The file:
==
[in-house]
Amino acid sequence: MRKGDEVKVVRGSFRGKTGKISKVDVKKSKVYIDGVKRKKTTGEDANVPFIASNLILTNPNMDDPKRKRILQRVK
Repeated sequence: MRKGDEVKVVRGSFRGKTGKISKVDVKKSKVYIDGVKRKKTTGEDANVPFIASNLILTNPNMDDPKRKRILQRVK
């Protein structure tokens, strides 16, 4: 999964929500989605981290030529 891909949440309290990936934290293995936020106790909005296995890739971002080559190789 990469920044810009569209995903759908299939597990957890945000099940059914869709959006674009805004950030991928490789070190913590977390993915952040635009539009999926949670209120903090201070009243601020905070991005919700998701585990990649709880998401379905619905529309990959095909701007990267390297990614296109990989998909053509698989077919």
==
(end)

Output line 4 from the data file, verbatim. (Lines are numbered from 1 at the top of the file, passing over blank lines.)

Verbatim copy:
């Protein structure tokens, strides 16, 4: 999964929500989605981290030529 891909949440309290990936934290293995936020106790909005296995890739971002080559190789 990469920044810009569209995903759908299939597990957890945000099940059914869709959006674009805004950030991928490789070190913590977390993915952040635009539009999926949670209120903090201070009243601020905070991005919700998701585990990649709880998401379905619905529309990959095909701007990267390297990614296109990989998909053509698989077919």